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The global fashion business journal

Jun 16, 20248:32am

From Levi’s to Diesel: denim kings reinvent themselves after athleisure’s slump

The jean fever in the second half of the last century led to the birth of companies such as Levi’s, Wrangler, Lee, Guess or Diesel. Now, after a few years of difficult business, all of them are benefiting that denim is back on trend.

Oct 29, 2018 — 10:00am
Silvia Riera
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From Levi’s to Diesel: denim kings reinvent themselves after athleisure’s slump



The economic crisis, changes across the fashion system and the athleisure’s boom stopped the expansion of the denim market, which had detonated in the sixties with the first youth counterculture movements and spread its shock wave during the following five decades. During this time, the rise of this fabric in fashion has given rise to global brands such as Levi’s, Wrangler, Lee, Guess or Diesel.


Over them, large international groups with business figures over one billion dollars have been forged, such as Levi Strauss, PVH, VF Corporation or OTB, among others. Now, after a few years of a growth slowdown or even sales decrease, all of them are forging a comeback. The emergence of fast fashion in the denim business and the emergence of new generations with a new consumer culture force companies to rethink their model, their product and their raw material to defend their leadership in this sector.


Denim is from the United States: from Levi Strauss to Wrangler, from Lee to Calvin Klein, the biggest players in this market have their origins in this country. Cradle of workwear, urbanwear and streetwear, the American culture has given rise to the explosion of this resistant, comfortable and easy to wash fabric exporting it to everyone not only as the standard of the American way of life, but of the Western way of life.





His pioneer, Levi Strauss continues to lead a juggernauts’ ranking that for a decade have tried to find a new formula to continue expanding the business. After a period of stagnant sales, denim giants are immersed in improving their relation with the consumer and become prominent again in their closets to continue extending the limits of their market.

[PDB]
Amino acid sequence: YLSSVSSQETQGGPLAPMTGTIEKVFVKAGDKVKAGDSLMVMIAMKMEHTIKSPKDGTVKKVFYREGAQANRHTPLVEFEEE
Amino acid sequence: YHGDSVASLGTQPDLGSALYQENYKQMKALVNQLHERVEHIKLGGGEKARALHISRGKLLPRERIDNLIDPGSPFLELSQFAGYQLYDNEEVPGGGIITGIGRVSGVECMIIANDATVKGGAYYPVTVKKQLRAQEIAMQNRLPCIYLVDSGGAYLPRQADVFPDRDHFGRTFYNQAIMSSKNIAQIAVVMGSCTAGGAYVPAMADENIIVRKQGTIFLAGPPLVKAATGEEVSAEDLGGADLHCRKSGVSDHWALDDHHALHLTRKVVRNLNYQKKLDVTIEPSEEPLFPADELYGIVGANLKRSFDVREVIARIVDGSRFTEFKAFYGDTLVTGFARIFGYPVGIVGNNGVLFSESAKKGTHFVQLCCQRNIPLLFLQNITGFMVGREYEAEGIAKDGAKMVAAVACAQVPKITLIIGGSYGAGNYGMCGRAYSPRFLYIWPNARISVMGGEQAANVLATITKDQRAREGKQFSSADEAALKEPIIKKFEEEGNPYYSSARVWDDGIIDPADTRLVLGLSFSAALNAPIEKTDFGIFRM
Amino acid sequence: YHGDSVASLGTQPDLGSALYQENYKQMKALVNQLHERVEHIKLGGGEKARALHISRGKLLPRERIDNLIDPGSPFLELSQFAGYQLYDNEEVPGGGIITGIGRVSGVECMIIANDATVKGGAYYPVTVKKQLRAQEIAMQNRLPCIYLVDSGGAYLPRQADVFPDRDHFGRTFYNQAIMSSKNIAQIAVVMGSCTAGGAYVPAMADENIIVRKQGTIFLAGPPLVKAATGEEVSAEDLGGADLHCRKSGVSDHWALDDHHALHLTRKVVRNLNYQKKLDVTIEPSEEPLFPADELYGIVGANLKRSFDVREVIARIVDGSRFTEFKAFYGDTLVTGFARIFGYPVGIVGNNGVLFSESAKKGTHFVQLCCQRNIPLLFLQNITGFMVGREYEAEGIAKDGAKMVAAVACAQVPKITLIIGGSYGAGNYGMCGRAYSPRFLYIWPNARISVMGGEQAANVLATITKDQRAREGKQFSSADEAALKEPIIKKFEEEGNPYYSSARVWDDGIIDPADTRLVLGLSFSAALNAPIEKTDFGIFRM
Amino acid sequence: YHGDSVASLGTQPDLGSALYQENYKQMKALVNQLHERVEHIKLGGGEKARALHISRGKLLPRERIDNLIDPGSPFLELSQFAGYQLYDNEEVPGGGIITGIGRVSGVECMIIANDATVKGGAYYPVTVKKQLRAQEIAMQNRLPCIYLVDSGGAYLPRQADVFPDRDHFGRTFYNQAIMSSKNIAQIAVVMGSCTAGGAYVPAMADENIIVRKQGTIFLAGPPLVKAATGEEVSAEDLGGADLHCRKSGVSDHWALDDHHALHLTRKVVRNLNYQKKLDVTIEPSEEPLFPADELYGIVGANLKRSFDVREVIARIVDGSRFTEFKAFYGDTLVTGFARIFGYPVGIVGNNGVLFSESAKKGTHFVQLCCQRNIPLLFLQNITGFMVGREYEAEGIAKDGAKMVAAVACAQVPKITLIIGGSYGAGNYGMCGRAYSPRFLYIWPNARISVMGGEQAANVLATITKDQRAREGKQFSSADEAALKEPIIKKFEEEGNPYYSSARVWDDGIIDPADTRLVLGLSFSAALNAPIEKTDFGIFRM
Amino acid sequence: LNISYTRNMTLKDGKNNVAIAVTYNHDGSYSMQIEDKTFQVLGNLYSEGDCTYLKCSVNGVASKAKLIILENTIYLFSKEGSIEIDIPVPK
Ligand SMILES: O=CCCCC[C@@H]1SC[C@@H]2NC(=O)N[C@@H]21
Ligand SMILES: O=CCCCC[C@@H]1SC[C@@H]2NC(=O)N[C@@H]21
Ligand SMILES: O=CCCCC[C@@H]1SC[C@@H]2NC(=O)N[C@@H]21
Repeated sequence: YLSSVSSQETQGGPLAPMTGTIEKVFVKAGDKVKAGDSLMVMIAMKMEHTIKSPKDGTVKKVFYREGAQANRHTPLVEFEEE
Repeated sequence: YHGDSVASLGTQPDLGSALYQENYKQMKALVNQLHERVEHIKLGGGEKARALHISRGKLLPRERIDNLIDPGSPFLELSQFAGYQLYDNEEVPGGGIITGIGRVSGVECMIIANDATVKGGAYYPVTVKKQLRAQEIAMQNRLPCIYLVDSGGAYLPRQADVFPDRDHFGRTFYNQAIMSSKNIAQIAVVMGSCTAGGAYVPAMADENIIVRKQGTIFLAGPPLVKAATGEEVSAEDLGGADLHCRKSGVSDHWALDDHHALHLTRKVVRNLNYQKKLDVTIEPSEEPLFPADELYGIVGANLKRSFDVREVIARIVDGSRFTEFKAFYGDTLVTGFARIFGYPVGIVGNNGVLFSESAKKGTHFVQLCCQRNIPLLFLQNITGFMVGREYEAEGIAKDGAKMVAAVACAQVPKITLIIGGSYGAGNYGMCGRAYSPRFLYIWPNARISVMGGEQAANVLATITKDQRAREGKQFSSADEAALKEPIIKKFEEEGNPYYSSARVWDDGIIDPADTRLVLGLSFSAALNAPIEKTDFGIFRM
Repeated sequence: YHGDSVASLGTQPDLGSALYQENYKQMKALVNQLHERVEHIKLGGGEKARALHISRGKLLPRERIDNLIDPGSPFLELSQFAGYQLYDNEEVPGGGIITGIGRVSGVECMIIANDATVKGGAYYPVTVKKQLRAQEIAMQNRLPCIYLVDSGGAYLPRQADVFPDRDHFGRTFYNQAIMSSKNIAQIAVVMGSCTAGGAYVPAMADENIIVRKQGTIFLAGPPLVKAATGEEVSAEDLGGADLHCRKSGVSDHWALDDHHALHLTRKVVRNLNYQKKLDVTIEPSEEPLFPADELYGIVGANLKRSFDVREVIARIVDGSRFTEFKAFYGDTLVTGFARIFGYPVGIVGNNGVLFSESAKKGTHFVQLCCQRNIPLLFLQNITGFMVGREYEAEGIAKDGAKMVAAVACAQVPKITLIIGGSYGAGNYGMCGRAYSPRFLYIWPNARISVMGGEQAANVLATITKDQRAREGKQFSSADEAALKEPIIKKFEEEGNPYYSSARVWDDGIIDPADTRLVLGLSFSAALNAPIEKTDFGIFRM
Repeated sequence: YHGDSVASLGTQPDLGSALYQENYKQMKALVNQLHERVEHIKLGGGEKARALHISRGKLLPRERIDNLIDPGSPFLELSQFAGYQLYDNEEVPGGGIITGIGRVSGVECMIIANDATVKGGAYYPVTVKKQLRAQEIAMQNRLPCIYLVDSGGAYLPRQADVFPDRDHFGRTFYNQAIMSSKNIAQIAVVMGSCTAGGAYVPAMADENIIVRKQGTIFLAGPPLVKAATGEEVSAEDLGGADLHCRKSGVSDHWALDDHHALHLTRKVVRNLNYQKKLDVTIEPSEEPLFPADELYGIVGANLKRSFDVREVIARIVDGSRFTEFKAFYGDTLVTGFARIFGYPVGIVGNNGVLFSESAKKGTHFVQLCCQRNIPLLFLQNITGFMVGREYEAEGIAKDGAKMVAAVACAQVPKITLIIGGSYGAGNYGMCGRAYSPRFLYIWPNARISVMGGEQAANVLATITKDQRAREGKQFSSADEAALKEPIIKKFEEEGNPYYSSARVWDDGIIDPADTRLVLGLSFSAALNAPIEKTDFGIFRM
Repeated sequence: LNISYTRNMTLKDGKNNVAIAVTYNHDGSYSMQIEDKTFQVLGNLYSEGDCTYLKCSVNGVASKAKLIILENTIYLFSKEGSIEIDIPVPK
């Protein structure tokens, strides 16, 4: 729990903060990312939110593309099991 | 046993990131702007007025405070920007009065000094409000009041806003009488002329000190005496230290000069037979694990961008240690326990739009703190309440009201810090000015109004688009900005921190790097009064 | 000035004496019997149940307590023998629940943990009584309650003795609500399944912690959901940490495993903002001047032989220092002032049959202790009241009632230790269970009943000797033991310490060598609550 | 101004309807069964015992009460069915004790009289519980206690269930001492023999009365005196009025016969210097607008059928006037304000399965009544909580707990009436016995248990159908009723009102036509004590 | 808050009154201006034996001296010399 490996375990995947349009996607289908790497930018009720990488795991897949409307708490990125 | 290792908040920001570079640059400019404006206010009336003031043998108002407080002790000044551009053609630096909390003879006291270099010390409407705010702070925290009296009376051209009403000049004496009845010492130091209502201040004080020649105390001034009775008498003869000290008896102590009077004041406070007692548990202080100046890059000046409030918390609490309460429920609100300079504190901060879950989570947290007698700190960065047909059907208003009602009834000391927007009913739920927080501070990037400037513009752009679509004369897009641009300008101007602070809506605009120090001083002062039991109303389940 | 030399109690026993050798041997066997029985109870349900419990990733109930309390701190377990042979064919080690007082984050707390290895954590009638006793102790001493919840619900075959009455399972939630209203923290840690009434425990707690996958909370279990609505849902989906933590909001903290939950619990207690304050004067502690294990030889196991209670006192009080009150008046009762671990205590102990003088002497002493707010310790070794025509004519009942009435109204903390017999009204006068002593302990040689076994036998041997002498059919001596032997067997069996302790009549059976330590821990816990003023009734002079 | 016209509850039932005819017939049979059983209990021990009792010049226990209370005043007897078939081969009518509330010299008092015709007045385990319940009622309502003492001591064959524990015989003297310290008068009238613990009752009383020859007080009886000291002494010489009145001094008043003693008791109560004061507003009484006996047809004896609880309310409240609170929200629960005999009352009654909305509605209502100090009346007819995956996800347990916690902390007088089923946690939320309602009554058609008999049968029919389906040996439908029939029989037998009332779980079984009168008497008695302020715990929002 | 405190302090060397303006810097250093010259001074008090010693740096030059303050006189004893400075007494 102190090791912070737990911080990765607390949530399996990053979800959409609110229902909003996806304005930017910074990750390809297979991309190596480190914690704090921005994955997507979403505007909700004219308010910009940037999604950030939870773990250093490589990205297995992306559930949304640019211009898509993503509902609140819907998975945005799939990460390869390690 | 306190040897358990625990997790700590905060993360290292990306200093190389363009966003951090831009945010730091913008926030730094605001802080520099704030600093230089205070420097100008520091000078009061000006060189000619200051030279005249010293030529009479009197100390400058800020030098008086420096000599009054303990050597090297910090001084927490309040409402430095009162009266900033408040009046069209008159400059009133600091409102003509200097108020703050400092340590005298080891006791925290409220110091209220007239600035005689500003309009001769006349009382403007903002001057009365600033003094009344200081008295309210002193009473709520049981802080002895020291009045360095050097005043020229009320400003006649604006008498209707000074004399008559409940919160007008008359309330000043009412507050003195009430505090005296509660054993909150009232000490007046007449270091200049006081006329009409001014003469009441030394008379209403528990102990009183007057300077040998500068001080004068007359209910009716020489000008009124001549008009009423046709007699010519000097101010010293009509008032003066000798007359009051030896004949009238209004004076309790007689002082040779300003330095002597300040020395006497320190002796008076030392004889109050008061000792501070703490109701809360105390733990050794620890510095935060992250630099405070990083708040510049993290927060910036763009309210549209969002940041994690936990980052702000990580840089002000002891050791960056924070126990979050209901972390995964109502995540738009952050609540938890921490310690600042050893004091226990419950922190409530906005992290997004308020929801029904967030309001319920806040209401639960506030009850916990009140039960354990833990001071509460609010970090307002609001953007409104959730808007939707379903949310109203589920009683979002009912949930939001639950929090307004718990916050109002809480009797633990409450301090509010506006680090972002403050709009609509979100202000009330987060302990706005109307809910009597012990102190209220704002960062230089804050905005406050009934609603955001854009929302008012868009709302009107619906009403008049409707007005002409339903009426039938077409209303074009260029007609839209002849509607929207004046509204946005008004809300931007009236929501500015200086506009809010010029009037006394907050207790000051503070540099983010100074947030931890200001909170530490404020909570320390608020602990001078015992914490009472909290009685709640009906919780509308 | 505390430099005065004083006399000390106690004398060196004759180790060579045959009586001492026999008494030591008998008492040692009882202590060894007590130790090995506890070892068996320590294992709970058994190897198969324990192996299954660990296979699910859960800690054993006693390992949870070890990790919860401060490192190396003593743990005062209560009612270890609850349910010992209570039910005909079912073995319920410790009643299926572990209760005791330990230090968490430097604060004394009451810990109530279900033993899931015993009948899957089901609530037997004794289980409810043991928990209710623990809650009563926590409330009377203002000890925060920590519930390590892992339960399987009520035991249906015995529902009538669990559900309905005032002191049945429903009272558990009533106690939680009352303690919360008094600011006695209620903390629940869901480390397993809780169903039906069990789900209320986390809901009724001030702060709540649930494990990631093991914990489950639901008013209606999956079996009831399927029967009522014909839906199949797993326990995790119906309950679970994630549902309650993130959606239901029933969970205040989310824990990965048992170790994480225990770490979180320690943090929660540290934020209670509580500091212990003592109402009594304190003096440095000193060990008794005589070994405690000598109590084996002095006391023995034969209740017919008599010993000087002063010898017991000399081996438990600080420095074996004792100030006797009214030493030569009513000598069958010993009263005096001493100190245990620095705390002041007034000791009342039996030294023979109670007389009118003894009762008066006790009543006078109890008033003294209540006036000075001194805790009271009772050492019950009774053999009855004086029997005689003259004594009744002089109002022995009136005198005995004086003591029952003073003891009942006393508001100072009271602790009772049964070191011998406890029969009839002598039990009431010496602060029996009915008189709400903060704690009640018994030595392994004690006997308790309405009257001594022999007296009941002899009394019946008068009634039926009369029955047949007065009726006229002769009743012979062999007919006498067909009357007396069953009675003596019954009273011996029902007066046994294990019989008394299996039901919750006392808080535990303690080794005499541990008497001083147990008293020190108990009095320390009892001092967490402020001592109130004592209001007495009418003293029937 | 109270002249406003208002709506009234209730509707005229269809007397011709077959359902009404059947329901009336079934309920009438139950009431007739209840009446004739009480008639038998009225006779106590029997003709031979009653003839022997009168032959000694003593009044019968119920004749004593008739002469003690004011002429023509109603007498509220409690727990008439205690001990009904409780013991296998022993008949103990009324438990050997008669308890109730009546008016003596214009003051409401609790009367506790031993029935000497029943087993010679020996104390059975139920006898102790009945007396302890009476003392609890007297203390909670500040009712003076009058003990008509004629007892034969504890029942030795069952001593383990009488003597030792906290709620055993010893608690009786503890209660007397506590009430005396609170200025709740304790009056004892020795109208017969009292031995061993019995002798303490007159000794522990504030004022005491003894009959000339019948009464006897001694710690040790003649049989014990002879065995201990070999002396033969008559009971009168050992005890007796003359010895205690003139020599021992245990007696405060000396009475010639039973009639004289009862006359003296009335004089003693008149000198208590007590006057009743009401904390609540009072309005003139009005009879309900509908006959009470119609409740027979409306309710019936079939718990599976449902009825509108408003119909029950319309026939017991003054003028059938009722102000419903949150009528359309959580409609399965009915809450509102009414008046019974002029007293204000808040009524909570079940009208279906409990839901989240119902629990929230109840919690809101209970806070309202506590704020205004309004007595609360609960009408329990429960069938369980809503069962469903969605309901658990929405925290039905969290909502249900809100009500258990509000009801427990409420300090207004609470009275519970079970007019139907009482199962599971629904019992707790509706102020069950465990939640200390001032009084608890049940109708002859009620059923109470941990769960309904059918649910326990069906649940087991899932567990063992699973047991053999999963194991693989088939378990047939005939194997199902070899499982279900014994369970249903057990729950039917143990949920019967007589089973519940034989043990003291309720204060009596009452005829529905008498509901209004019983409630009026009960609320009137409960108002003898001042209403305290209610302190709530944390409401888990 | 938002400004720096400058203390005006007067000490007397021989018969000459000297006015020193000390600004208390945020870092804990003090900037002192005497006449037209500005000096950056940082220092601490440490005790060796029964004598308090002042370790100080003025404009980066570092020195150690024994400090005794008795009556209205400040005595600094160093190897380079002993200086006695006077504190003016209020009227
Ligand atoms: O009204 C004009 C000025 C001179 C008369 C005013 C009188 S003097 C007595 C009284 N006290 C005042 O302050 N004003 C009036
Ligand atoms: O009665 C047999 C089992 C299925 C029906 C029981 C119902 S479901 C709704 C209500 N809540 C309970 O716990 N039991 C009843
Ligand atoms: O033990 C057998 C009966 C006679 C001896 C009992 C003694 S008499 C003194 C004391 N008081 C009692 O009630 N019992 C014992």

In recent years, the global advance of fast fashion (with more competitive prices and more basic products) has gained ground. The athleisure trend hadn’t been favourable neither to them, leading to a inexistent evolution of denim, trapped in a single model, the skinny.


Companies’ financial performance in recent years clearly show this scenario. Between 2013 and 2017, Levi Strauss has increased revenues only by 5%. The denim division of VF Corporation, which comprises Wrangler and Lee, has decreased its sales by 5.5% in the same period.





In fact, in August 2018, the Greensboro-based company decided to segregate the denim business area through a spin-off. VF’s goal now is to focus on brands such as Vans, The North Face or Timberland, among others.


PVH, owner of Tommy Hilfiger and Calvin Klein, posted a turnover rise of 2.7% in the last five years, while Abercrombie & Fitch shrunk its revenues by 15%. The company tried to find a buyer in 2017 but had to cancel its sale plans due to a lack of interest from investors. Guess, on the other hand, also faced decreasing sales in the period, in which it marked an 8% decrease.


In Europe, the largest denim players also faced a rough environment. OTB, owner of Diesel, hadn’t had better luck in this last five years. The company founded in Renzo Rosso has decreased its sales by 3% in the last five years. Italian player Fashion Box, owner of Replay, has advanced by just 5% in five years.


American urbanwear brand Aéropostale almost disappeared, entering a liquidation phase. However, it eventually got acquired by Authentic Brands Group for a sum of 250 million dollars and saved itself from bankruptcy. The urban fashion chain ended fiscal 2013 with a turnover of 2.09 billion dollars and in 2016 entered into bankruptcy.





Between 2013 and 2017, there were other victims of the denim crisis such as American Apparel, which was rescued by Canadian group Gildan Activewear from the bankruptcy proceeding; True Religion, which at the end of 2017 was also rescued from a bankruptcy proceeding, and 7 For All Mankind, which in 2016 VF Corporation sold to the Israeli industrial group Delta Galil together with the Splendid and Ella Moss labels.


In the case of True Religion, which operated with 128 stores in the United States and eleven shops worldwide in its heyday, besides a broad presence in wholesale, filed a Chapter 11 petition. The company is still owned by fund Tower Brook Capital Partners.


At the opposite side of the spectrum, there are groups such as American Eagle Outfitters or British player Superdry, which have registered double-digit sales increases. For American Eagle, turnover climbed 15% in the last five years, while the British brand has doubled its revenues to 872 million pounds (978 million euros) in 2017. Spanish denim group Pepe Jeans, has also registered double-digit growth in this last five-year period.





Despite the fact that the majority of international denim groups have registered some difficult years, a business recovery has started to take shape in 2017. Only the denim division of VF Corporation and Diesel’s parent company OTB reduced their sales last year. On the other hand, Levi Strauss raised them by 7.7%; PVH increased them by 8.3%; Abercrombie&Fitch posted a 5% surge, and Replay’s turnover went up by 4.5%.

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